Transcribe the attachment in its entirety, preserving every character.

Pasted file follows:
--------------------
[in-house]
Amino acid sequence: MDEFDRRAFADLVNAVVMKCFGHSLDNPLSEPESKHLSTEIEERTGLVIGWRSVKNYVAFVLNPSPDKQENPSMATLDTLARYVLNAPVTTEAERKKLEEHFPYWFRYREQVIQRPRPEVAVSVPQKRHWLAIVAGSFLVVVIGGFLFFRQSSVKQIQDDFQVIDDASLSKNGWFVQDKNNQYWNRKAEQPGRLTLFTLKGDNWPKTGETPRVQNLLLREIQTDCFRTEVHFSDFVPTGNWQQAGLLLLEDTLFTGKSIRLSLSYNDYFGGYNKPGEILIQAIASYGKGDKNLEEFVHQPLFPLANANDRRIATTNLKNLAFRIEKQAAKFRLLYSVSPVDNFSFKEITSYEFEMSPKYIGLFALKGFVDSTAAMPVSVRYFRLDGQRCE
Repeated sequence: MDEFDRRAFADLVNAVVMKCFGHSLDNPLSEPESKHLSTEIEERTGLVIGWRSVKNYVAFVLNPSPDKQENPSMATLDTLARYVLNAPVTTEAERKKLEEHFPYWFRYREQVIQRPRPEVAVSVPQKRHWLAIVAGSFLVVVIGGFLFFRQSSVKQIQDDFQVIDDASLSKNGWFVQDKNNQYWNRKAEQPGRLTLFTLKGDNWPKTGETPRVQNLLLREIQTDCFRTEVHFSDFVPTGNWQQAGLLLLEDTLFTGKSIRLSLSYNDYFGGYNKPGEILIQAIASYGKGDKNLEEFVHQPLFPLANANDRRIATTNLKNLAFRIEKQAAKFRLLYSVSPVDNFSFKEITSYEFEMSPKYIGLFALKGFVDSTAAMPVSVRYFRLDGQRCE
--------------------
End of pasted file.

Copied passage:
[in-house]
Amino acid sequence: MDEFDRRAFADLVNAVVMKCFGHSLDNPLSEPESKHLSTEIEERTGLVIGWRSVKNYVAFVLNPSPDKQENPSMATLDTLARYVLNAPVTTEAERKKLEEHFPYWFRYREQVIQRPRPEVAVSVPQKRHWLAIVAGSFLVVVIGGFLFFRQSSVKQIQDDFQVIDDASLSKNGWFVQDKNNQYWNRKAEQPGRLTLFTLKGDNWPKTGETPRVQNLLLREIQTDCFRTEVHFSDFVPTGNWQQAGLLLLEDTLFTGKSIRLSLSYNDYFGGYNKPGEILIQAIASYGKGDKNLEEFVHQPLFPLANANDRRIATTNLKNLAFRIEKQAAKFRLLYSVSPVDNFSFKEITSYEFEMSPKYIGLFALKGFVDSTAAMPVSVRYFRLDGQRCE
Repeated sequence: MDEFDRRAFADLVNAVVMKCFGHSLDNPLSEPESKHLSTEIEERTGLVIGWRSVKNYVAFVLNPSPDKQENPSMATLDTLARYVLNAPVTTEAERKKLEEHFPYWFRYREQVIQRPRPEVAVSVPQKRHWLAIVAGSFLVVVIGGFLFFRQSSVKQIQDDFQVIDDASLSKNGWFVQDKNNQYWNRKAEQPGRLTLFTLKGDNWPKTGETPRVQNLLLREIQTDCFRTEVHFSDFVPTGNWQQAGLLLLEDTLFTGKSIRLSLSYNDYFGGYNKPGEILIQAIASYGKGDKNLEEFVHQPLFPLANANDRRIATTNLKNLAFRIEKQAAKFRLLYSVSPVDNFSFKEITSYEFEMSPKYIGLFALKGFVDSTAAMPVSVRYFRLDGQRCE